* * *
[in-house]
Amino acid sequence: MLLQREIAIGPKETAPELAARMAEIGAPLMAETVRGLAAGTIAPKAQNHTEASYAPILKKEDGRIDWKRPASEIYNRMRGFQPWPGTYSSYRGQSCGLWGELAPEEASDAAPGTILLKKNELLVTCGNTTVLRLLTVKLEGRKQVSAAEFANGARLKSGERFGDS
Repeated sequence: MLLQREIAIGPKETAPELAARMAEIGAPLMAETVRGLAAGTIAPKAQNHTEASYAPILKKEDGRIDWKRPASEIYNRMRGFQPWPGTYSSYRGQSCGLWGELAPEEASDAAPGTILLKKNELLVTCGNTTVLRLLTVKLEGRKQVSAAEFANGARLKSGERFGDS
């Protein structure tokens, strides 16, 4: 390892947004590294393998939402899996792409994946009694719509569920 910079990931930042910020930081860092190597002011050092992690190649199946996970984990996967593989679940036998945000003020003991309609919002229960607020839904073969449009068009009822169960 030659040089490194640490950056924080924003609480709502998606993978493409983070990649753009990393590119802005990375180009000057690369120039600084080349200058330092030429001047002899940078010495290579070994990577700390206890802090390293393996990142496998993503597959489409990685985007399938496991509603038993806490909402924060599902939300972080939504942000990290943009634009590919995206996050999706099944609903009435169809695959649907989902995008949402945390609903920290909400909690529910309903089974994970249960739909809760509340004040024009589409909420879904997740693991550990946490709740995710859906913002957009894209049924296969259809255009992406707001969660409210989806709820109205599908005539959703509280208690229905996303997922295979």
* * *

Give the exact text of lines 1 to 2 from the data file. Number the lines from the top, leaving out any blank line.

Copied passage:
[in-house]
Amino acid sequence: MLLQREIAIGPKETAPELAARMAEIGAPLMAETVRGLAAGTIAPKAQNHTEASYAPILKKEDGRIDWKRPASEIYNRMRGFQPWPGTYSSYRGQSCGLWGELAPEEASDAAPGTILLKKNELLVTCGNTTVLRLLTVKLEGRKQVSAAEFANGARLKSGERFGDS